From Romans 7, Arminius went on to preach against the popular Calvinist view of Romans 9-11, that it teaches unconditional personal election.  Arminius disagreed and he proceeded to preach conditional election.  He also began to preach that Jesus died for all and that all can be saved through faith and repentance.  He called for the church to not believe a doctrine just because the catechisms teach this.  Preach the Word of God and believe the Word of God would be the motto of Arminius.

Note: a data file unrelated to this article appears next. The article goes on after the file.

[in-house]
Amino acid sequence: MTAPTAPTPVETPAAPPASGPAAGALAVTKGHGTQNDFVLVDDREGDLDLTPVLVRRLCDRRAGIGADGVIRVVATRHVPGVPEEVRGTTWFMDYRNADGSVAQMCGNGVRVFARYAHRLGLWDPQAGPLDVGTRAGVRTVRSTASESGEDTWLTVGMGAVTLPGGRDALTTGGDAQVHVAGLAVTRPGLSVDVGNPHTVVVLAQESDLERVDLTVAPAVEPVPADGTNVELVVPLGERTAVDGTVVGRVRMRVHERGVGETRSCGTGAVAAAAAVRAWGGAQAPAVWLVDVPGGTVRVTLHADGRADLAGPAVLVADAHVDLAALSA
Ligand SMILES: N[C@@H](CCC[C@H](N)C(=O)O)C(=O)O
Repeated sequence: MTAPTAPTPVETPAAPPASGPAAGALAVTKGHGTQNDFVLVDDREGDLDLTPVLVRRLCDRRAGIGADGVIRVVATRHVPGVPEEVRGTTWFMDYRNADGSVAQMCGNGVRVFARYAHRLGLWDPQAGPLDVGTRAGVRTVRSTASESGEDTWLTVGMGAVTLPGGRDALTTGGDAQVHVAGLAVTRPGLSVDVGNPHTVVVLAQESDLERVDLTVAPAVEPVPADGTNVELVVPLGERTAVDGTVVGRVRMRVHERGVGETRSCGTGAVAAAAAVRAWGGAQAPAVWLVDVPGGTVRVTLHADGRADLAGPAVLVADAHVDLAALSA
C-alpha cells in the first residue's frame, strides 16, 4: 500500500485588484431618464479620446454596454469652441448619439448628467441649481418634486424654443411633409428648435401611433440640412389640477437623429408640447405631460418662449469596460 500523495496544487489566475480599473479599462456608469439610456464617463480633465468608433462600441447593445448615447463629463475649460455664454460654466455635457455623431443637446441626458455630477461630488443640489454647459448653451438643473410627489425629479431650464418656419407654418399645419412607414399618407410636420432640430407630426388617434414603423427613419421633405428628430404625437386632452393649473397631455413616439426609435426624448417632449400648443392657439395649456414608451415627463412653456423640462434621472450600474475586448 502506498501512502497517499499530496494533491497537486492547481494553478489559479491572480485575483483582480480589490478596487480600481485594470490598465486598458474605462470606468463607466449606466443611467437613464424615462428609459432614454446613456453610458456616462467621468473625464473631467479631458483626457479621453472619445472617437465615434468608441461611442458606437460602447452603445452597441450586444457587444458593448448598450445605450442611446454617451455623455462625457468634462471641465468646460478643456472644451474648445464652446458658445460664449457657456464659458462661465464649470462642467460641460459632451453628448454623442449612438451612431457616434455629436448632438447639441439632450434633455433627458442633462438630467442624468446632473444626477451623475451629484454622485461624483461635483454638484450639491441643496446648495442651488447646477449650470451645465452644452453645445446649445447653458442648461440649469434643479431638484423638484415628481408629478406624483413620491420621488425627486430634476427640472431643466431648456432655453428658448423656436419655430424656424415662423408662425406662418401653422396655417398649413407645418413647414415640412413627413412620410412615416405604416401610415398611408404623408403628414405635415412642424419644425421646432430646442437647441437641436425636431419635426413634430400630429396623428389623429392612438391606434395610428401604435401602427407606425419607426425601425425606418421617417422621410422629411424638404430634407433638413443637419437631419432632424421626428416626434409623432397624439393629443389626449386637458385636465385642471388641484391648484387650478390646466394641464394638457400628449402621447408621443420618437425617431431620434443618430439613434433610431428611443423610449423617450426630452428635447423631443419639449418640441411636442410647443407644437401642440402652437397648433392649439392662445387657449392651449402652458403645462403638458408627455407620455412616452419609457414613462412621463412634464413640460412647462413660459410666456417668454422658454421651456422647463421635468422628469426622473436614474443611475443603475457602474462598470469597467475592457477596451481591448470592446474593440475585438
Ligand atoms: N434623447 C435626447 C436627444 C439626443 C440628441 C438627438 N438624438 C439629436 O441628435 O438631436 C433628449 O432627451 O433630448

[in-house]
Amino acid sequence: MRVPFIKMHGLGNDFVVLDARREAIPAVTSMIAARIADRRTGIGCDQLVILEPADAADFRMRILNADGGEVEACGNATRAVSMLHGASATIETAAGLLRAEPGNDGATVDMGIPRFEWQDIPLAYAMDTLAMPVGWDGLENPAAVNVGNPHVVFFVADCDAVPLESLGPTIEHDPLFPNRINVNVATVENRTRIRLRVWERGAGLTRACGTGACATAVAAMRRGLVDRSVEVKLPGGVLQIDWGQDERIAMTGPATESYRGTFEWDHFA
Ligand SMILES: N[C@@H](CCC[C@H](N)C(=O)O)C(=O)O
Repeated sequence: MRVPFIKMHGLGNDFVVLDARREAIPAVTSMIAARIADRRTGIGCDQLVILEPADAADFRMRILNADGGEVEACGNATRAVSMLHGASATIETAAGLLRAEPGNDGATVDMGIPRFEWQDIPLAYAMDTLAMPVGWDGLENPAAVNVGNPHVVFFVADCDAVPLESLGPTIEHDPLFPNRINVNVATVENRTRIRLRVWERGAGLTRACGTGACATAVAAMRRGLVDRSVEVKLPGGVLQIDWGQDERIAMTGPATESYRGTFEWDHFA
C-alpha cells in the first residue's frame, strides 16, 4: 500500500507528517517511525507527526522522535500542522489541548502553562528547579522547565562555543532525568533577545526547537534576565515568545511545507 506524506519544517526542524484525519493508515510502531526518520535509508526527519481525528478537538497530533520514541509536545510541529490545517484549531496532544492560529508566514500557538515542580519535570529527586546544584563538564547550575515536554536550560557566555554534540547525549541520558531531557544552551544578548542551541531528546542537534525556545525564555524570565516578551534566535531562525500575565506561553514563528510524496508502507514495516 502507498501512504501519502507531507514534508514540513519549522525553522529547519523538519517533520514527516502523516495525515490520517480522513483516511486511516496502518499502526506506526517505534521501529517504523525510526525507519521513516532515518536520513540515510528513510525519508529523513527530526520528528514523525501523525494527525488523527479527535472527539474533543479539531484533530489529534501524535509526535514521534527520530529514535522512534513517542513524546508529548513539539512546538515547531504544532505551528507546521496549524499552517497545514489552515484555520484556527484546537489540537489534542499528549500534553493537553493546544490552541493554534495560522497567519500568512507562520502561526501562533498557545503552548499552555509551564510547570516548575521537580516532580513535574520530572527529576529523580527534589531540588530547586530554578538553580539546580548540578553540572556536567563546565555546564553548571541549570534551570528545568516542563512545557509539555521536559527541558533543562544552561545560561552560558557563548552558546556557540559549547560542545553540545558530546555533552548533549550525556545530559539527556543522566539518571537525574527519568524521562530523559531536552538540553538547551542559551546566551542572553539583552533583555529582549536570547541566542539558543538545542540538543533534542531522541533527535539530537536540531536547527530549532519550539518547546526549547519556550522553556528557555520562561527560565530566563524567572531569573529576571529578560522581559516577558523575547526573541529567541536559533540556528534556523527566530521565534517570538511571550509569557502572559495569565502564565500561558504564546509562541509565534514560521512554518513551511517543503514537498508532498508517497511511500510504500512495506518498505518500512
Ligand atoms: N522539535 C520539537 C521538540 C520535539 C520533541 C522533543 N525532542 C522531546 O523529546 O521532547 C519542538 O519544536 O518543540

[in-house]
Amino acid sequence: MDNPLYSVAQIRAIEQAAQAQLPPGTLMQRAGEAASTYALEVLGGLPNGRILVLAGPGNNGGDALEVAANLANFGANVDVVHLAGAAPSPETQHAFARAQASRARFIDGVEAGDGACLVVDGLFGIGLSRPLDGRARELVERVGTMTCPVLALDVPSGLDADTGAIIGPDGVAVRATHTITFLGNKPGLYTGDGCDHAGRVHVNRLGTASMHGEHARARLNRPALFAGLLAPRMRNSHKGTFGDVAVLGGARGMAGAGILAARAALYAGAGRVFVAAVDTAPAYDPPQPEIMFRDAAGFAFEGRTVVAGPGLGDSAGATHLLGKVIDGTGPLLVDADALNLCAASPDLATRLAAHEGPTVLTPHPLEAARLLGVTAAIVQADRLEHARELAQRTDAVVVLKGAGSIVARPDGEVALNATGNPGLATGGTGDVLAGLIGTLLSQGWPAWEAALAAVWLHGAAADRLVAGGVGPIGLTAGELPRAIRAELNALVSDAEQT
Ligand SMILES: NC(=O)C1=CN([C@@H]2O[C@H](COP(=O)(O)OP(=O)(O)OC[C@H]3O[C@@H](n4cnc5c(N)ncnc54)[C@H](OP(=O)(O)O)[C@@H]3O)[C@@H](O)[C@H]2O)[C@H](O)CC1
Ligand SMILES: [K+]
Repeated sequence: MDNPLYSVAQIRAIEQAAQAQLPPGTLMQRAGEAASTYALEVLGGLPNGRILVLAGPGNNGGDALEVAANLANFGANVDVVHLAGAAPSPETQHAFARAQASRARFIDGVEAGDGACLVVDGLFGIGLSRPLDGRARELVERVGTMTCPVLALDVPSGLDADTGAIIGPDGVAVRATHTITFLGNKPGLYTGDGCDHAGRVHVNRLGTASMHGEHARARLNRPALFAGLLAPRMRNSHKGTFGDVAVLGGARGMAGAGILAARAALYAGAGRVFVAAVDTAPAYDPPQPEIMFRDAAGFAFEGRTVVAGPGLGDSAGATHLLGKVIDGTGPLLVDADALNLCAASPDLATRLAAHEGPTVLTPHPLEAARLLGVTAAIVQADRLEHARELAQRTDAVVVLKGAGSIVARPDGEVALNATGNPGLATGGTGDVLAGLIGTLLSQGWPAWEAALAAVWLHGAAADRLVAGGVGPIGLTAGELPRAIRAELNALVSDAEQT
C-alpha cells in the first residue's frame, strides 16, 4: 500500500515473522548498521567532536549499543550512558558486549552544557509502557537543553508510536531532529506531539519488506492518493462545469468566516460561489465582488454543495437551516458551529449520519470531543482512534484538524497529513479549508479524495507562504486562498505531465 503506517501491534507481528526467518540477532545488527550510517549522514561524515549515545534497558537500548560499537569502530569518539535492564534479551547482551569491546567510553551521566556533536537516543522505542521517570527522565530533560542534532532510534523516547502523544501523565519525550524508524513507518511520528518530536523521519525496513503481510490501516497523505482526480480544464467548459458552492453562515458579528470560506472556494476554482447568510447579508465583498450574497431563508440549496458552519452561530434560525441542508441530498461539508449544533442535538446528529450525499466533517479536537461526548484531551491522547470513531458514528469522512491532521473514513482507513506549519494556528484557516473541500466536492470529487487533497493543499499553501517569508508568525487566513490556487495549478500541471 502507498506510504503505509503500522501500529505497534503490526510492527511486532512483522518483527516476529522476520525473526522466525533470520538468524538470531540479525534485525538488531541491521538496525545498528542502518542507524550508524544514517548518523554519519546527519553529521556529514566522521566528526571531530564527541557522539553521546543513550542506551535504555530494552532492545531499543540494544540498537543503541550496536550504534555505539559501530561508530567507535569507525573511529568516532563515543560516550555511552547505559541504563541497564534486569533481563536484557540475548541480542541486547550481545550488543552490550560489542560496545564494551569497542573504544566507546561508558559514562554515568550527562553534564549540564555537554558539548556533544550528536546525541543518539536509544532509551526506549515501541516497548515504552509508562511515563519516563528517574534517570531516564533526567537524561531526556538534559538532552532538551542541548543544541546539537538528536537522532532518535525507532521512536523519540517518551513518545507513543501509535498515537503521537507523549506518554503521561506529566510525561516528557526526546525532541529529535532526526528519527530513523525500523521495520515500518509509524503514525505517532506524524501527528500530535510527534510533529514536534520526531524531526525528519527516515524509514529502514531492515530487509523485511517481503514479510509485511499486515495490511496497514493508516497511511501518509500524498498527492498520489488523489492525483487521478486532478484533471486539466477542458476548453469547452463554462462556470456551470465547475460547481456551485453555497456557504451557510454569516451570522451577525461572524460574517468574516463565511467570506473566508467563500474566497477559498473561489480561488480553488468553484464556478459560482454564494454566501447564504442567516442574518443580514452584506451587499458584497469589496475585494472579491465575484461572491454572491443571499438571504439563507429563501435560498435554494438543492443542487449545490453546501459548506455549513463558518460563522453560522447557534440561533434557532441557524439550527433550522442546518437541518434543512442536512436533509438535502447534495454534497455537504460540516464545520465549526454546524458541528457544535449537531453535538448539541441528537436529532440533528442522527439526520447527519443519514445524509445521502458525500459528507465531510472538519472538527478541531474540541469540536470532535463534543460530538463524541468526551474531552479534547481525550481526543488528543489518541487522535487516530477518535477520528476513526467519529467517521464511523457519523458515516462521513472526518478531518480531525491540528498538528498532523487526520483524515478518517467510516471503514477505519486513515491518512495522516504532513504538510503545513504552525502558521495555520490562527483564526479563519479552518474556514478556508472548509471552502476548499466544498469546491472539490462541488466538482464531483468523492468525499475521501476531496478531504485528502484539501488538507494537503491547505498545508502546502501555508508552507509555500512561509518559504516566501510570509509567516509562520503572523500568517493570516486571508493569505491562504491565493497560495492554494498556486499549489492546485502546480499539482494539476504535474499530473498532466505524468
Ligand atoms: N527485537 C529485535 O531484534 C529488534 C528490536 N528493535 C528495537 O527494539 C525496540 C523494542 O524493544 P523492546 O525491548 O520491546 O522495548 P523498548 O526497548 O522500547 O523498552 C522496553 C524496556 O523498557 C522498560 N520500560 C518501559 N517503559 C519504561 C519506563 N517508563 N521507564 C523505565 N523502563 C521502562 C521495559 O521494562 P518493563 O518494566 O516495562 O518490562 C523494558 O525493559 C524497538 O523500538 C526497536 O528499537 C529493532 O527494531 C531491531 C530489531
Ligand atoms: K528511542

So was Arminius then a rebel?  Much of what we know of Arminius comes to us by his personal writings.  They are not sermons.  They are not as lengthy as the works of Calvin or Luther so we are limited in how we can understand this man.  But what we do gleam from Arminius is a man who was a deep thinker, a man who preached the Word of God and loved the Word of God, and a man who was not ashamed to state his views nor defend them.  We don’t find a man hungry for controversy.  We find a man hungry to communicate the Word of God.  Arminius praised both Calvin and Beza in his writings.  He commended the works of Calvin and his commentaries even while he disagreed with Calvin over some issues.  In his personal debates (through letters) with other Calvinists, Arminius was gracious and loving toward them.  He did not attack them but did attack their views by appealing to Scripture, reason, and to the Church Fathers.